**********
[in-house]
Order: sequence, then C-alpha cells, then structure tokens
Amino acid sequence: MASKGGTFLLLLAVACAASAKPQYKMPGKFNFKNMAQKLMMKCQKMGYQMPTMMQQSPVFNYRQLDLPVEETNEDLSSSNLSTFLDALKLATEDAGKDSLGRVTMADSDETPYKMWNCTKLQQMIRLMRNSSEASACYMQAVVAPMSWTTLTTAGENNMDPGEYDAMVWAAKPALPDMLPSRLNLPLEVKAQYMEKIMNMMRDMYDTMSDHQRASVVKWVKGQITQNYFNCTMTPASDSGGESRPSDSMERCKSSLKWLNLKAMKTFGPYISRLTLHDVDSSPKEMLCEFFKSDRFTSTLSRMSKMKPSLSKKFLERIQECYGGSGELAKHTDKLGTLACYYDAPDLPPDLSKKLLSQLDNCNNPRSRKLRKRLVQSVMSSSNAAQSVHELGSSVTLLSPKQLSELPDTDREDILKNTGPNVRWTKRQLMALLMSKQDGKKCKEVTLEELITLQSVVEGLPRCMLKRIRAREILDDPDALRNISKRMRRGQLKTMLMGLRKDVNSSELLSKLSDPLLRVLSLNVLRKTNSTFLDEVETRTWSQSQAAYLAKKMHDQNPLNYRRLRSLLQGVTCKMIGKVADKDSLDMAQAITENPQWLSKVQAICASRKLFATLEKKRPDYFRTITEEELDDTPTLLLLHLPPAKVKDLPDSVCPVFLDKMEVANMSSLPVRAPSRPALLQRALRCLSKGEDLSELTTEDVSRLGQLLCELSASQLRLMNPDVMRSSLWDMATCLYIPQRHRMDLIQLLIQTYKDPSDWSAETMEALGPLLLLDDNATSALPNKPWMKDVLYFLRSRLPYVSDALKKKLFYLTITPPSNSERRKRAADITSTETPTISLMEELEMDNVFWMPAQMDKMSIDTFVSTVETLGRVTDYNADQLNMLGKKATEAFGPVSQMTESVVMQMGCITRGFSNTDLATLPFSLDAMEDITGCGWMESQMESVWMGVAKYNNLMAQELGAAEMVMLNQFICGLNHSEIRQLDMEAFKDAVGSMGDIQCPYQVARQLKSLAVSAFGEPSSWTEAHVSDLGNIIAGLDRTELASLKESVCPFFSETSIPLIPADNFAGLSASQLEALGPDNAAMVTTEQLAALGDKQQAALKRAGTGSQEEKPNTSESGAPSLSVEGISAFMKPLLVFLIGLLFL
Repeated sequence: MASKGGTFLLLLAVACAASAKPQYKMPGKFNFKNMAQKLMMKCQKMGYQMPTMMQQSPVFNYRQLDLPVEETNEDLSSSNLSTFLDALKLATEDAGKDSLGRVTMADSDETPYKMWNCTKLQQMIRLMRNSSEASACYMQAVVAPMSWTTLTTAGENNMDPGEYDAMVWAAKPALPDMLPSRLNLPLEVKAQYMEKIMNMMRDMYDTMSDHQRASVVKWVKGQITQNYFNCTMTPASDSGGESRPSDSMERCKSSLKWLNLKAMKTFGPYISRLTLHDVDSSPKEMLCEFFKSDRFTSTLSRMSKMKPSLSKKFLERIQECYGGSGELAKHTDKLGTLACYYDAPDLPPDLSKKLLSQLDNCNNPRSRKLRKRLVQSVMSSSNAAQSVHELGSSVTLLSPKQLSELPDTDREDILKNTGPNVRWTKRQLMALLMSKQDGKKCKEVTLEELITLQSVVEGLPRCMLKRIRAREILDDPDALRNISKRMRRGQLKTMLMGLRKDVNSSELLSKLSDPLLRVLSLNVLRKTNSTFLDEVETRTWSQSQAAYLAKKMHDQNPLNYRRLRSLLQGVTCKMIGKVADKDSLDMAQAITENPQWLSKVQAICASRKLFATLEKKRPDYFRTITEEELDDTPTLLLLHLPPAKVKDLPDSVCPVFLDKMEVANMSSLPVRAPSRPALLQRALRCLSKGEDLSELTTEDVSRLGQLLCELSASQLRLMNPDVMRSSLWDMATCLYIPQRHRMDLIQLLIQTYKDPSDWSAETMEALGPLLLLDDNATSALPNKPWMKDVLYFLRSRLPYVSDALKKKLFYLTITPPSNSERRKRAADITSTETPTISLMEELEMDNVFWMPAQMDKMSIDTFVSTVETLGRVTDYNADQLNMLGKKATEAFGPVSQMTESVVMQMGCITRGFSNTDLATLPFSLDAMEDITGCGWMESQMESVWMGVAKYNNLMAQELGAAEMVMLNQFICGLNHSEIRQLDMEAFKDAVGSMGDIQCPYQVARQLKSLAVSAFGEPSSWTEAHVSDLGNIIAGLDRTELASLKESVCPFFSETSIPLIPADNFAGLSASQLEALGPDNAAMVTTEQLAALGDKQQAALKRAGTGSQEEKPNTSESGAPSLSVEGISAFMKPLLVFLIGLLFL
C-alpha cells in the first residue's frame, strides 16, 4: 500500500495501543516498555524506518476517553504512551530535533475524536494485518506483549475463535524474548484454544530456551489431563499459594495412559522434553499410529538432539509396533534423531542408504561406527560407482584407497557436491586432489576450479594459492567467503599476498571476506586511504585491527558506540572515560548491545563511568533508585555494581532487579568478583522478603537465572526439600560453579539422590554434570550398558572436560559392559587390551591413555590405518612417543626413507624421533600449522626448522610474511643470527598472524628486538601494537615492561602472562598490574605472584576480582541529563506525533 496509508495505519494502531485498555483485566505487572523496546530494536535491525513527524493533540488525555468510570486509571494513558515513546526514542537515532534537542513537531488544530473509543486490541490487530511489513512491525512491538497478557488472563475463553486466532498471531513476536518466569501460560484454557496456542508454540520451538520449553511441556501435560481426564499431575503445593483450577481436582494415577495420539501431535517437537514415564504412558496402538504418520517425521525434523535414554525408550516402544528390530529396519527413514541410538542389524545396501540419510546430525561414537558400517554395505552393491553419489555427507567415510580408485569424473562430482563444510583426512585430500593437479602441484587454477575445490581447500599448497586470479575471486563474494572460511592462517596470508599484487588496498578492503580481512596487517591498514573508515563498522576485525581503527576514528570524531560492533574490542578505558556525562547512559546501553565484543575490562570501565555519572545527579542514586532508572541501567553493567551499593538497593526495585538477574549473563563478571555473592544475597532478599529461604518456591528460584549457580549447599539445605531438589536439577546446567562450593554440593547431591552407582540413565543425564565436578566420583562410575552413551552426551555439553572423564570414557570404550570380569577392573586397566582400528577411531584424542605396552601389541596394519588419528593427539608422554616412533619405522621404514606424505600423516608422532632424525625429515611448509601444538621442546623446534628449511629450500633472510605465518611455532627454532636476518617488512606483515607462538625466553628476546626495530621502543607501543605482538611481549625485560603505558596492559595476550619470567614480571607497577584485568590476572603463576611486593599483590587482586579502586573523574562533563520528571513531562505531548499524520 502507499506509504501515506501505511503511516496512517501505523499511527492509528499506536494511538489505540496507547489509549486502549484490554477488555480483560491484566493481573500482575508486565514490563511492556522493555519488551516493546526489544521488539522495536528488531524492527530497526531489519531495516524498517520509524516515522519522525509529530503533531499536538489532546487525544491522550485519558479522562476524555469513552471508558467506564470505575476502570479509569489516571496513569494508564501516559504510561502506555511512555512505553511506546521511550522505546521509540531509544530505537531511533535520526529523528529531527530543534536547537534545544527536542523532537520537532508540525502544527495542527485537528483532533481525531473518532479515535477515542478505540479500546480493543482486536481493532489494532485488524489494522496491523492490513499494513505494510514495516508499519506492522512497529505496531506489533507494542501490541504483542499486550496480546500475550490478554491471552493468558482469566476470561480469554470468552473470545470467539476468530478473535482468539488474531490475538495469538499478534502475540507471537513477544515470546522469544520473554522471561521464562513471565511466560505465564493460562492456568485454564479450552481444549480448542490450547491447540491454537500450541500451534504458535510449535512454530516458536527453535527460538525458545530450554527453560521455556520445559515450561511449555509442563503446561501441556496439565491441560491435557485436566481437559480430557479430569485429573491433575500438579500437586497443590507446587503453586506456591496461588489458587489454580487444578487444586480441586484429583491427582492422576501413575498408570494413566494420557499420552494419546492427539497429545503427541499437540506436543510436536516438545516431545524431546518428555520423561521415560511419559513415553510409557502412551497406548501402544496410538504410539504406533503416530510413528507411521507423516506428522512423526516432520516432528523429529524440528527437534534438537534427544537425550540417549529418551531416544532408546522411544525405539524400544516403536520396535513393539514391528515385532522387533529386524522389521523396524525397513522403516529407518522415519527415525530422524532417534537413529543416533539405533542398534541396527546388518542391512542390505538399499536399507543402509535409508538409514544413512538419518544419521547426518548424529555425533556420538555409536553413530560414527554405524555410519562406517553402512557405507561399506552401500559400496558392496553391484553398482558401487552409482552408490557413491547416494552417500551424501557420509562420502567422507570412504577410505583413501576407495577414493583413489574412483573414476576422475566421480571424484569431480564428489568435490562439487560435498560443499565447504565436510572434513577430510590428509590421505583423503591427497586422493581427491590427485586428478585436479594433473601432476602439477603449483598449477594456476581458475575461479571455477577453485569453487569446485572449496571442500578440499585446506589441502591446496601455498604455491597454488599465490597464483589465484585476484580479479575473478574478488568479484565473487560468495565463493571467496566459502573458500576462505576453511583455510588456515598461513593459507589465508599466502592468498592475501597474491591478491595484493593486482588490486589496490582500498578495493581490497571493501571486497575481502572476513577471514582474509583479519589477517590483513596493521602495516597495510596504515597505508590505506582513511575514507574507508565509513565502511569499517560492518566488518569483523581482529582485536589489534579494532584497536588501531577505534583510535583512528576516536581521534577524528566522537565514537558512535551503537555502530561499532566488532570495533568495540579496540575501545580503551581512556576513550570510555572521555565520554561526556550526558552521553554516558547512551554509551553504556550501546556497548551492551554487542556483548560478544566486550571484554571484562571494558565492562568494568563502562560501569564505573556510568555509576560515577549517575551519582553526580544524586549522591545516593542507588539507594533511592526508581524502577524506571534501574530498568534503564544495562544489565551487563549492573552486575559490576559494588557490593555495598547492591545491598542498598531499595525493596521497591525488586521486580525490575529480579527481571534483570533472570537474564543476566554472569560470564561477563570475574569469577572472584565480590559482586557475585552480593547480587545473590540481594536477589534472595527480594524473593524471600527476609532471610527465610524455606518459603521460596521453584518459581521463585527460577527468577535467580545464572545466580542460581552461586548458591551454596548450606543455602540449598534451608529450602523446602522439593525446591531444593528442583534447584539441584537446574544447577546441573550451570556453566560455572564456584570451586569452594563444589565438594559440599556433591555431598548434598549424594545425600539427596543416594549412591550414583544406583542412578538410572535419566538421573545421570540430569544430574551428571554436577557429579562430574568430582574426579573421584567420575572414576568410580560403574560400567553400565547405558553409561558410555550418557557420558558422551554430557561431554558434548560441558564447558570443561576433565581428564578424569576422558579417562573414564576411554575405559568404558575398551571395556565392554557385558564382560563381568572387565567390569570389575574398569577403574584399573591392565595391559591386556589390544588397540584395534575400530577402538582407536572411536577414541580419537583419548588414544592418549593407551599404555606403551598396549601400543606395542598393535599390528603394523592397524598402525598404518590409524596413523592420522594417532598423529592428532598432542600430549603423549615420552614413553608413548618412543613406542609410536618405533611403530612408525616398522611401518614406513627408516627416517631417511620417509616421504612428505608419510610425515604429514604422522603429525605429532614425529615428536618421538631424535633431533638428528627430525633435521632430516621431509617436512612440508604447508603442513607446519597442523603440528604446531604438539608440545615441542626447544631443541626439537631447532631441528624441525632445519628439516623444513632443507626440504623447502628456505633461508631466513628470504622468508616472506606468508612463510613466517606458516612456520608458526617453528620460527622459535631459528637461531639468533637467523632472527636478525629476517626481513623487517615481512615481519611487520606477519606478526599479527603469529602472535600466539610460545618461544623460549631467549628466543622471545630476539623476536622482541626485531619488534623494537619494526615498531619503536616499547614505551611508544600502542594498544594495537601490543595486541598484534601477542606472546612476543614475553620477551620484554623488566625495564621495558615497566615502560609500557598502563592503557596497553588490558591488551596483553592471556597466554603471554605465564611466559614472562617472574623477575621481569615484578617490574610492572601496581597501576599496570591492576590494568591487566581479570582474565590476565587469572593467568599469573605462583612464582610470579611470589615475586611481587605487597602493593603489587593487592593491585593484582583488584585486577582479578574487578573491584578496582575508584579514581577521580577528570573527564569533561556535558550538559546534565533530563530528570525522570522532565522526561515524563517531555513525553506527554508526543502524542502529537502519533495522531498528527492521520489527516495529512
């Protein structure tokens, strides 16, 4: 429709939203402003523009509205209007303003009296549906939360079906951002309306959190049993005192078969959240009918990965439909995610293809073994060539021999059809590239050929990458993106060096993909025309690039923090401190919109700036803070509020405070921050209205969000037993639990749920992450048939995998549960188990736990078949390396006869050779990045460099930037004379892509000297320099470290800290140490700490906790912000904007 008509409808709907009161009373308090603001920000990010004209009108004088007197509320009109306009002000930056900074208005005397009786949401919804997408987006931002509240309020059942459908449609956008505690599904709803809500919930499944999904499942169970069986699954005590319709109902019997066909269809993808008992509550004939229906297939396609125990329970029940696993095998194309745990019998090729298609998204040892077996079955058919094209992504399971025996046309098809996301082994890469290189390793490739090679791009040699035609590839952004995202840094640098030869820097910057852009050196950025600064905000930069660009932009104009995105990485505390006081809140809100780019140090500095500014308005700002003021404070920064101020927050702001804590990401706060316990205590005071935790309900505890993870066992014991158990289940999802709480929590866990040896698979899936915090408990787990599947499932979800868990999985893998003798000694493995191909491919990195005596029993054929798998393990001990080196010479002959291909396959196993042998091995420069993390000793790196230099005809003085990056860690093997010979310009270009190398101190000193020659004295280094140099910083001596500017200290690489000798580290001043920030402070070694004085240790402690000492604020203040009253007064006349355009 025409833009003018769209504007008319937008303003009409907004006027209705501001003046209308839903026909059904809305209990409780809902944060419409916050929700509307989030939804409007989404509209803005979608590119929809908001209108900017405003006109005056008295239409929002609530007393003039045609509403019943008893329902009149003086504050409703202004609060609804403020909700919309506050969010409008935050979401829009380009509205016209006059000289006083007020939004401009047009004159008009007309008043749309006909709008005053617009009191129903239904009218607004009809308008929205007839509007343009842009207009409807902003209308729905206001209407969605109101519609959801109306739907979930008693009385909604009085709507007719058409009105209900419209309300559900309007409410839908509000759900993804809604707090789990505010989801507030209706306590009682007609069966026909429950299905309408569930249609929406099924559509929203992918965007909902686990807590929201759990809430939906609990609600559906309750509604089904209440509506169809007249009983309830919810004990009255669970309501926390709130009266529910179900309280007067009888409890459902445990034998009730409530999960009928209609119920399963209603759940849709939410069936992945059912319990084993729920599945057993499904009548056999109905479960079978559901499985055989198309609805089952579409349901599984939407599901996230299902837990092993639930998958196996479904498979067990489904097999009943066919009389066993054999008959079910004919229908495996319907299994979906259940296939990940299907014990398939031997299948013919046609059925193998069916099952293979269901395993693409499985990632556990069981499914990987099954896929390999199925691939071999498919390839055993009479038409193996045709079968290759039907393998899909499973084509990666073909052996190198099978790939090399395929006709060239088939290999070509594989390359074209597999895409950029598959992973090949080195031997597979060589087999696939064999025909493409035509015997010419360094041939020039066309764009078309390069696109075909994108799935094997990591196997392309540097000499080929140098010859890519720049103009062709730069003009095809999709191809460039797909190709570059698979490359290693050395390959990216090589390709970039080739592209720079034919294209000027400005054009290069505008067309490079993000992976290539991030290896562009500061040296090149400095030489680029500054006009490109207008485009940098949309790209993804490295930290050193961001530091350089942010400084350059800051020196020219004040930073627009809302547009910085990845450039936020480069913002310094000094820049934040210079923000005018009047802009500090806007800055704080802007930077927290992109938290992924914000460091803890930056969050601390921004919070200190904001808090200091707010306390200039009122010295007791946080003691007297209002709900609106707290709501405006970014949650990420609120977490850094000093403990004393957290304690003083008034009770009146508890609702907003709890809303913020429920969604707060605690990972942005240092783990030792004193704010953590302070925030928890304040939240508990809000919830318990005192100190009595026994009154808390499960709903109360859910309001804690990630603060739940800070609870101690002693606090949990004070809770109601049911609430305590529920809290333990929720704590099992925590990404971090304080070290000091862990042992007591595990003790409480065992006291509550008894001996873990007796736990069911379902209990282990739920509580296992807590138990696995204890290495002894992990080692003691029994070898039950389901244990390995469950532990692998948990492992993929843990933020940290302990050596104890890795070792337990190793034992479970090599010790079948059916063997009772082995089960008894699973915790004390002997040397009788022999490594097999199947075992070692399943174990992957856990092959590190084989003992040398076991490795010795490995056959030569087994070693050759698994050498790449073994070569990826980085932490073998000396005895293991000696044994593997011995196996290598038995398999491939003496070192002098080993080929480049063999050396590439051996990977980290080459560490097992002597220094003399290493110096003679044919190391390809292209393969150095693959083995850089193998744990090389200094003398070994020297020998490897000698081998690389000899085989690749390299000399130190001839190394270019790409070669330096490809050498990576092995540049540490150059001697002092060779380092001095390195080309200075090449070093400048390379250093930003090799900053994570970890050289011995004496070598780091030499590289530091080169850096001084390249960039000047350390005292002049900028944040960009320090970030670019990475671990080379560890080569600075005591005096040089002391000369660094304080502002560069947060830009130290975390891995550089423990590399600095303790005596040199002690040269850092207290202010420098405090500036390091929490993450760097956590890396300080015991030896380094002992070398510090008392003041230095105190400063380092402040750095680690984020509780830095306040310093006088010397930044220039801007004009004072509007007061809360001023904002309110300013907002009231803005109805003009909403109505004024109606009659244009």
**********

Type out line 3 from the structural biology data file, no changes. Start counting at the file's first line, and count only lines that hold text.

Amino acid sequence: MASKGGTFLLLLAVACAASAKPQYKMPGKFNFKNMAQKLMMKCQKMGYQMPTMMQQSPVFNYRQLDLPVEETNEDLSSSNLSTFLDALKLATEDAGKDSLGRVTMADSDETPYKMWNCTKLQQMIRLMRNSSEASACYMQAVVAPMSWTTLTTAGENNMDPGEYDAMVWAAKPALPDMLPSRLNLPLEVKAQYMEKIMNMMRDMYDTMSDHQRASVVKWVKGQITQNYFNCTMTPASDSGGESRPSDSMERCKSSLKWLNLKAMKTFGPYISRLTLHDVDSSPKEMLCEFFKSDRFTSTLSRMSKMKPSLSKKFLERIQECYGGSGELAKHTDKLGTLACYYDAPDLPPDLSKKLLSQLDNCNNPRSRKLRKRLVQSVMSSSNAAQSVHELGSSVTLLSPKQLSELPDTDREDILKNTGPNVRWTKRQLMALLMSKQDGKKCKEVTLEELITLQSVVEGLPRCMLKRIRAREILDDPDALRNISKRMRRGQLKTMLMGLRKDVNSSELLSKLSDPLLRVLSLNVLRKTNSTFLDEVETRTWSQSQAAYLAKKMHDQNPLNYRRLRSLLQGVTCKMIGKVADKDSLDMAQAITENPQWLSKVQAICASRKLFATLEKKRPDYFRTITEEELDDTPTLLLLHLPPAKVKDLPDSVCPVFLDKMEVANMSSLPVRAPSRPALLQRALRCLSKGEDLSELTTEDVSRLGQLLCELSASQLRLMNPDVMRSSLWDMATCLYIPQRHRMDLIQLLIQTYKDPSDWSAETMEALGPLLLLDDNATSALPNKPWMKDVLYFLRSRLPYVSDALKKKLFYLTITPPSNSERRKRAADITSTETPTISLMEELEMDNVFWMPAQMDKMSIDTFVSTVETLGRVTDYNADQLNMLGKKATEAFGPVSQMTESVVMQMGCITRGFSNTDLATLPFSLDAMEDITGCGWMESQMESVWMGVAKYNNLMAQELGAAEMVMLNQFICGLNHSEIRQLDMEAFKDAVGSMGDIQCPYQVARQLKSLAVSAFGEPSSWTEAHVSDLGNIIAGLDRTELASLKESVCPFFSETSIPLIPADNFAGLSASQLEALGPDNAAMVTTEQLAALGDKQQAALKRAGTGSQEEKPNTSESGAPSLSVEGISAFMKPLLVFLIGLLFL